She is knee-deep in expertise about beef cattle, but don’t be surprised if Mindy Brashears today mostly “talks turkey” during her long-awaited confirmation hearing before the Senate Committee on Agriculture, Nutrition, and Forestry.

The hearing kicks off today at 9:30 a.m. EDT, and will be available via Live Stream from Room 328A Russell Senate Office Building.

Scheduled to appear before the committee are Brashears, nominated to be USDA’s under secretary of agriculture for food safety; Scott Hutchins, nominated to be USDA’s under secretary of agriculture for research, education, and economics; and Naomi Earp, nominated as a USDA assistant secretary of agriculture for civil rights.

The U.S. Department of Agriculture has gone without an under secretary for food safety for nearly five years. Brashears, a professor and director of the International Center for Food Industry Excellence at Texas Tech University, was nominated for the position by President Donald J. Trump on May 4. If confirmed by the Senate, she will succeed Dr. Elisabeth Hagen who left the job in December 2013.

Timing and circumstances are among the reasons why Brashears will likely find herself “talking turkey” during today’s nomination hearing. Many food safety issues have come and gone at USDA during the past five years. But this past Friday, USDA’s Food Safety and Inspection Service (FSIS) released a list with a year’s worth of data showing which poultry plants failed Salmonella performance standards.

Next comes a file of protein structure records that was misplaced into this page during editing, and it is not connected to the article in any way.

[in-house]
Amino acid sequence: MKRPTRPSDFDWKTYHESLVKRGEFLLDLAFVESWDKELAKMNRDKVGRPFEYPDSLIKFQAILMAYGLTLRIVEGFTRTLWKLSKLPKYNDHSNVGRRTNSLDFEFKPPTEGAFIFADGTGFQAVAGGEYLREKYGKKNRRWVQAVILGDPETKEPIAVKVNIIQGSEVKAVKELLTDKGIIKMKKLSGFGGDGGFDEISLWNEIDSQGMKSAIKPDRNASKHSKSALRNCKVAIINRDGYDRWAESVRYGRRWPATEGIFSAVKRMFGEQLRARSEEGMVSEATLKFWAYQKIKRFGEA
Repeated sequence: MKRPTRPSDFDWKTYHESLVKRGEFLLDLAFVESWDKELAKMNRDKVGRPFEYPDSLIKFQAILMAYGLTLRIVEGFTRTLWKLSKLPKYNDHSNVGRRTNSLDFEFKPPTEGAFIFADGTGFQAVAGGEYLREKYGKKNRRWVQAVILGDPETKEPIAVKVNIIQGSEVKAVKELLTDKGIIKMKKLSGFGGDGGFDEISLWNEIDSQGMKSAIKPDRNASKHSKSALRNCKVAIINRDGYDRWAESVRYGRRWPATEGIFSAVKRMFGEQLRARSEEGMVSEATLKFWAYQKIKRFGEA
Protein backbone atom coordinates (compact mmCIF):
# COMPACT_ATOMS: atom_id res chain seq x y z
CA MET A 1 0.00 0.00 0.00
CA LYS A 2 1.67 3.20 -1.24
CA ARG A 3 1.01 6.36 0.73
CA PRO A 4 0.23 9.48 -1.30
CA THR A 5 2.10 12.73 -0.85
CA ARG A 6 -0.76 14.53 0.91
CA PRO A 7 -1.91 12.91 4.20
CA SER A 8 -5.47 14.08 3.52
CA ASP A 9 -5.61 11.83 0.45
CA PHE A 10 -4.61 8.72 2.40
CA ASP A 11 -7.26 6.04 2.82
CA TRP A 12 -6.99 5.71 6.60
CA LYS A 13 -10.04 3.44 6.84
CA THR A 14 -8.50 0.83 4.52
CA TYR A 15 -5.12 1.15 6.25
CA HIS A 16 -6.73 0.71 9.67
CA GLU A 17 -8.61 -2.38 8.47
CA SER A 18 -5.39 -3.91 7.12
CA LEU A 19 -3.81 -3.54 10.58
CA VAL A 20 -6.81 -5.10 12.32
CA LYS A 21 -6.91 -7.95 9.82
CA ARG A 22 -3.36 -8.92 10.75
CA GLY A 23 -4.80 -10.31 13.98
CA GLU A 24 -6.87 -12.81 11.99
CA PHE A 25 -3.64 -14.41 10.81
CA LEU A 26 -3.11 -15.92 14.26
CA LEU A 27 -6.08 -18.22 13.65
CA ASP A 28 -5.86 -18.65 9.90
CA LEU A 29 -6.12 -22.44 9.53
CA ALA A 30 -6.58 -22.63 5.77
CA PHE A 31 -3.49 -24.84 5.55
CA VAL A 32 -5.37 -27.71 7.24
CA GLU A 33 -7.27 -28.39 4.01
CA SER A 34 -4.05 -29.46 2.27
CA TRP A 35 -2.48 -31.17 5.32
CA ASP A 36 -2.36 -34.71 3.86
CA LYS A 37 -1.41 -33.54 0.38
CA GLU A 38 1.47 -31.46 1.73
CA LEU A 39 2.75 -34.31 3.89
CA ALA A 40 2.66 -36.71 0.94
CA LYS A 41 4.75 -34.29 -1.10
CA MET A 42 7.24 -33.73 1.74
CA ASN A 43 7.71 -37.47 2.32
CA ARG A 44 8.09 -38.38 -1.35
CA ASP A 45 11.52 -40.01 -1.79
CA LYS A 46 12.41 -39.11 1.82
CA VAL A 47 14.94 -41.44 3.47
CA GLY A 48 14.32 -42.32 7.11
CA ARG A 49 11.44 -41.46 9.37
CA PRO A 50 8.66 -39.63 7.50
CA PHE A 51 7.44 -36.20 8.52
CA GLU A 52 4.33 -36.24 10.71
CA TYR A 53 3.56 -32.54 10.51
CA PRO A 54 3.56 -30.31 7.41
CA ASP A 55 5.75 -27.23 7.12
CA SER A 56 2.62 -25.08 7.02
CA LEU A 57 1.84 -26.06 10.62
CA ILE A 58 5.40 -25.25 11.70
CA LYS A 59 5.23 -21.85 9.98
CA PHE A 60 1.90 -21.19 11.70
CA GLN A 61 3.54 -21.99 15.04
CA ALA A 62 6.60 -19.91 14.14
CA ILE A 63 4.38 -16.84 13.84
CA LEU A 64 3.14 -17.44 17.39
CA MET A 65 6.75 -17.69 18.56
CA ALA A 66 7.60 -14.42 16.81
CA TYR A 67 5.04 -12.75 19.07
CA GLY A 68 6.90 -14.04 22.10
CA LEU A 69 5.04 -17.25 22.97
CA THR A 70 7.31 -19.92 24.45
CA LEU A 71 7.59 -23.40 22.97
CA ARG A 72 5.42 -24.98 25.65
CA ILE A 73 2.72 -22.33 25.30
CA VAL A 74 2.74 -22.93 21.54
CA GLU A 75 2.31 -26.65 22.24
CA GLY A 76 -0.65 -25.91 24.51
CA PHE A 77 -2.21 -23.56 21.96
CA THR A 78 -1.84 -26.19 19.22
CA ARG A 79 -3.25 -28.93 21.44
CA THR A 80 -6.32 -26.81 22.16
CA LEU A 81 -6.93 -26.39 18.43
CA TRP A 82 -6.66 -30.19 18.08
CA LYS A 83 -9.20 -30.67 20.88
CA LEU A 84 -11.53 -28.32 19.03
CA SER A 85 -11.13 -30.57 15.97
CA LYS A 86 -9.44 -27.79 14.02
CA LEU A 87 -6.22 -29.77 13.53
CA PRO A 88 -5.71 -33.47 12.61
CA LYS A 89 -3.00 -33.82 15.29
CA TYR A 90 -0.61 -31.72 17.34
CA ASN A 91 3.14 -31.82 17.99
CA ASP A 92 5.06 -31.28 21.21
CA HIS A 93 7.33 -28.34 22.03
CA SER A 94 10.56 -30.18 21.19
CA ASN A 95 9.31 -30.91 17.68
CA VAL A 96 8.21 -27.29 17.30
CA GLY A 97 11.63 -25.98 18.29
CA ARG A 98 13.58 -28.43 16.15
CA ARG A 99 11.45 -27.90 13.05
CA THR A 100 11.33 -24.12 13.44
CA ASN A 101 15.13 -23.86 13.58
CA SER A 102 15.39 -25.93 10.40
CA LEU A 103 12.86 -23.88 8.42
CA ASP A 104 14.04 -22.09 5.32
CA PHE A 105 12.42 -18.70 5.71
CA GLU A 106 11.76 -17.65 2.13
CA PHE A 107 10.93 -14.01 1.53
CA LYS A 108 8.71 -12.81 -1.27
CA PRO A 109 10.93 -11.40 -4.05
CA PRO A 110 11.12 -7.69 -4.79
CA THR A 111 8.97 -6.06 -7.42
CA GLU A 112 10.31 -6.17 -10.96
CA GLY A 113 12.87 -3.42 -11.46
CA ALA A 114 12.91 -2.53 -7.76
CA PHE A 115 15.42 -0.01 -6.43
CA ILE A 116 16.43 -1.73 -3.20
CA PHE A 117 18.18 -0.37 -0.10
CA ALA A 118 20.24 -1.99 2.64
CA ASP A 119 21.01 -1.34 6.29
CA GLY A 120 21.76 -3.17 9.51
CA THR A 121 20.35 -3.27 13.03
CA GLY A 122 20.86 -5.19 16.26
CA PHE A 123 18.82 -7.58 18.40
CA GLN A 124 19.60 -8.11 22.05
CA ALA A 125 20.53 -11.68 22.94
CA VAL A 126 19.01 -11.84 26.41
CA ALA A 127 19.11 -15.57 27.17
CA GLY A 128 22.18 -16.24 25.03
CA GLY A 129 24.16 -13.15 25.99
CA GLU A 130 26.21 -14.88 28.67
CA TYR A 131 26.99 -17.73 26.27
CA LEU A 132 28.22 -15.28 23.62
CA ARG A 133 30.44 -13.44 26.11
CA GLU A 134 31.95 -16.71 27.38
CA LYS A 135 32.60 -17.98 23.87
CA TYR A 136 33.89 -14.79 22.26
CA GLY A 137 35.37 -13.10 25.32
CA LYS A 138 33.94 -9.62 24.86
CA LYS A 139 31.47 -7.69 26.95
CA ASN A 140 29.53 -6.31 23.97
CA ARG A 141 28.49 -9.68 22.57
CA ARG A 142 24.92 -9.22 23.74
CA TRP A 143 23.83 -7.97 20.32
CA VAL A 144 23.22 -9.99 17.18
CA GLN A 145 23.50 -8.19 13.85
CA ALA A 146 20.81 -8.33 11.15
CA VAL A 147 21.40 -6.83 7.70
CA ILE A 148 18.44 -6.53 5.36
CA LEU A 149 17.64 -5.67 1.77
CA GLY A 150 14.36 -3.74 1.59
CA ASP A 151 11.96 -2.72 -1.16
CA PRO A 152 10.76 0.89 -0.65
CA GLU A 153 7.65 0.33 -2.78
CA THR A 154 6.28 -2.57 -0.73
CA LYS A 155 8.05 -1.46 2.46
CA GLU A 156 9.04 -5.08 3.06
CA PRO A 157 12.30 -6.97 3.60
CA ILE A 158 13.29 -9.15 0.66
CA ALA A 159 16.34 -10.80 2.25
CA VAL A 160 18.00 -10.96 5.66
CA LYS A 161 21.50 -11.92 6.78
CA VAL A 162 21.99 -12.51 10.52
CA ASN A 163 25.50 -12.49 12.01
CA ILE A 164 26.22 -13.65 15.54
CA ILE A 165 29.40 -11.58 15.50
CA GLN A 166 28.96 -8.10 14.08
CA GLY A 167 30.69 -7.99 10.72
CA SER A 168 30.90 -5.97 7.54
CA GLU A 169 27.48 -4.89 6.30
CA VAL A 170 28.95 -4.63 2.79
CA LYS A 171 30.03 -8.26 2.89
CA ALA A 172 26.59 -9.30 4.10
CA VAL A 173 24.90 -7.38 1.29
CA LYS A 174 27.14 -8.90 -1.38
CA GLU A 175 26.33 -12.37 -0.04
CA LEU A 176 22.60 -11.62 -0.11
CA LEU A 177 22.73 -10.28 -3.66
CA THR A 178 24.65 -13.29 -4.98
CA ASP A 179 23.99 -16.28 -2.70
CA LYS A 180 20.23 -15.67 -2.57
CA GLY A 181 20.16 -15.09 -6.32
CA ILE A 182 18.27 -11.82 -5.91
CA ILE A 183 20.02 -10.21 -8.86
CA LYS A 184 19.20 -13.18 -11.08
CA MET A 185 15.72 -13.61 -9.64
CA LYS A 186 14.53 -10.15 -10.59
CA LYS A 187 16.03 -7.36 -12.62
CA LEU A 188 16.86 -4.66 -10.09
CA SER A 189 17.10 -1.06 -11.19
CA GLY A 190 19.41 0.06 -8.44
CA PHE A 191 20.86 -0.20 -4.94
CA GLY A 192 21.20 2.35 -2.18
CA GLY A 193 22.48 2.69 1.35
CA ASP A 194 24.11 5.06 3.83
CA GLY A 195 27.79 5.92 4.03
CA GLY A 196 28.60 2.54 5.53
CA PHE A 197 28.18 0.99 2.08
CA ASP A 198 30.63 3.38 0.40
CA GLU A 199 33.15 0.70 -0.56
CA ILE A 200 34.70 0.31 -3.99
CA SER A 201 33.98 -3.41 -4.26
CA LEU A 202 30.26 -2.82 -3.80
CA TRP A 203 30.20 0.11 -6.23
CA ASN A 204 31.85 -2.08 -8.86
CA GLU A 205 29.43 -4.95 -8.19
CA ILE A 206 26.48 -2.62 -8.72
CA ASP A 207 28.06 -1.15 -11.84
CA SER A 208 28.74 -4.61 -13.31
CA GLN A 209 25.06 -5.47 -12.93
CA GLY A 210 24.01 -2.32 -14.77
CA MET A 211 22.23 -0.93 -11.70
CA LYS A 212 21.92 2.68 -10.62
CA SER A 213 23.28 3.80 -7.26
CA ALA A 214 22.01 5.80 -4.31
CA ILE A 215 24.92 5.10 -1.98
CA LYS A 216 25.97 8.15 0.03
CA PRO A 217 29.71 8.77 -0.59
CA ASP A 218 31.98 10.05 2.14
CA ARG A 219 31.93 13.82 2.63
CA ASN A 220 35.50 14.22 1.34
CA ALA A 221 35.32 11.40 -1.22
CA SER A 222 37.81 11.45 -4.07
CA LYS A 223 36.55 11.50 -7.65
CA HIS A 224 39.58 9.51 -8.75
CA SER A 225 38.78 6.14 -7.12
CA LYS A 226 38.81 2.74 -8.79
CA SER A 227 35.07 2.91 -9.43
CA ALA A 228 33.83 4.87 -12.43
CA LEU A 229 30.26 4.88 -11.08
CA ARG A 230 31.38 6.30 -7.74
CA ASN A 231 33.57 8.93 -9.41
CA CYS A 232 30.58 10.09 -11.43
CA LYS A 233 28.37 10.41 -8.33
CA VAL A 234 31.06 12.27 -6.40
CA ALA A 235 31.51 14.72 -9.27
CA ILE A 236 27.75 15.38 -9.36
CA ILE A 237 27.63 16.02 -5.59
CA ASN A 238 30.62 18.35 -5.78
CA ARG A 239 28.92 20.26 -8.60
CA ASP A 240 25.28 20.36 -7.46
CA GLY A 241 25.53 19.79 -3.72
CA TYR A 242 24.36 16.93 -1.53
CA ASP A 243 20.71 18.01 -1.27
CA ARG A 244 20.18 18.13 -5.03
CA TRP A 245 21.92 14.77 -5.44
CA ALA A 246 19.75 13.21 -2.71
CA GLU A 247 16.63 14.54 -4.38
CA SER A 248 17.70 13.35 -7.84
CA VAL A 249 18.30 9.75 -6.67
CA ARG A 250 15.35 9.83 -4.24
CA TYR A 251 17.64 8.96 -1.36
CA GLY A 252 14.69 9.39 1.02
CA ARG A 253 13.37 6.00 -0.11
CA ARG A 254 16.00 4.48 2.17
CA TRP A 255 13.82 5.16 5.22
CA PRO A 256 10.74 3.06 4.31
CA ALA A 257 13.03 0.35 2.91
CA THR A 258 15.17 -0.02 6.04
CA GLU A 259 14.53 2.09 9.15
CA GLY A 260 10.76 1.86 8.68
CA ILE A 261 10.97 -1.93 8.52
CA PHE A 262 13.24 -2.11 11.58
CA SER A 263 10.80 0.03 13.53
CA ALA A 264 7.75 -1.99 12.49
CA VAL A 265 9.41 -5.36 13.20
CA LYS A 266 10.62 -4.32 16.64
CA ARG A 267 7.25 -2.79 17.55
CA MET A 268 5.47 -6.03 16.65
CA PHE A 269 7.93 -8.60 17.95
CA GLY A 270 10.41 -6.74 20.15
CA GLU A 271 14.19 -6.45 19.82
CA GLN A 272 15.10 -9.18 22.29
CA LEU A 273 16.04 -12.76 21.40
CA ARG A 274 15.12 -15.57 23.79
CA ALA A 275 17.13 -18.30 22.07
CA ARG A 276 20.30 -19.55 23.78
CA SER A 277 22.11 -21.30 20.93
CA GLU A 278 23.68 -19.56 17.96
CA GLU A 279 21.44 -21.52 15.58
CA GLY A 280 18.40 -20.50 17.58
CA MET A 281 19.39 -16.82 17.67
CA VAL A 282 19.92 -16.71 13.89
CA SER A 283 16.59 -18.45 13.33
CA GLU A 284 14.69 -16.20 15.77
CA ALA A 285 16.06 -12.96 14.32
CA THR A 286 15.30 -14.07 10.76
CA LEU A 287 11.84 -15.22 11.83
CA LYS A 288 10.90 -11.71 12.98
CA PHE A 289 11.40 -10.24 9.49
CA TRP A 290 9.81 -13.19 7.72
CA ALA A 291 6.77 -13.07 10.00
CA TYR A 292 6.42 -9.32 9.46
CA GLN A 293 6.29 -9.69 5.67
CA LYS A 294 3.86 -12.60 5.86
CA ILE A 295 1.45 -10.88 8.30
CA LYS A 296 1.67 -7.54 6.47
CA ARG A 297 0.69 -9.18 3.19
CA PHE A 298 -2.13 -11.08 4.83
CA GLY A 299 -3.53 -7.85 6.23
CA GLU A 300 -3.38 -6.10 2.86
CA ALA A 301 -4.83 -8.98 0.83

Salmonella outbreaks from chicken and turkey production have sickened hundreds in recent months and involved some massive recalls by major brands. The slaughter plant in Wisconsin for the Jennie-O Turkey Store company recently recalled 73.6 tons of raw ground turkey because a sample was found to be contaminated with the outbreak strain of Salmonella Reading that has sickened more than 160, killing one person. Additional brands could be contaminated, but no other recalls have been initiated.

Friday’s FSIS report said the Jennie-O facility is a Category 3 plant, meaning it isn’t meeting the standard in that product class. About 15 percent of 826 poultry plants were in the same boat as the Jennie-O and listed as Category 3. Three other Jennie-O plants were also in that category.

Perdue Farms also has three out of four of its facilities ranked in Category 3. The company claimed the rankings, for the one-year period from Oct. 29, 2017, to Oct. 27, 2018, don’t “necessarily” reflect current salmonella levels.

FSIS’s standard is that no more than 13.5 percent of comminuted turkey samples test positive for Salmonella, and no more than 25 percent of comminuted chicken samples test positive.

FSIS also announced it would be updating the plant information monthly and keeping six months worth of plant-specific data on its public website.

Brashears’ research interests include both meat and poultry products, so don’t expect her to become frustrated no matter where the questioning might lead. She’s also an expert in the use of feed additives to reduce E. coli and Salmonella in cattle.

Her testimony as an expert witness in the agricultural product defamation trial related to the term “pink slime” is credited by many with South Dakota’s Beef Products Inc. winning a reported $177 million from Disney’s ABC News.

Federal law mandates that if there is a vacancy as Under Secretary for Food Safety, the president shall make a qualified appointment who shall serve upon confirmation by the U.S. Senate. The 13 top jobs at USDA require presidential appointment and Senate confirmation. If today’s three nominees are confirmed, 10 of those jobs will be filled.

For additional coverage, please see “Taking Salmonella seriously: Will Dr. Brashears use the tools at her disposal to protect public health?”

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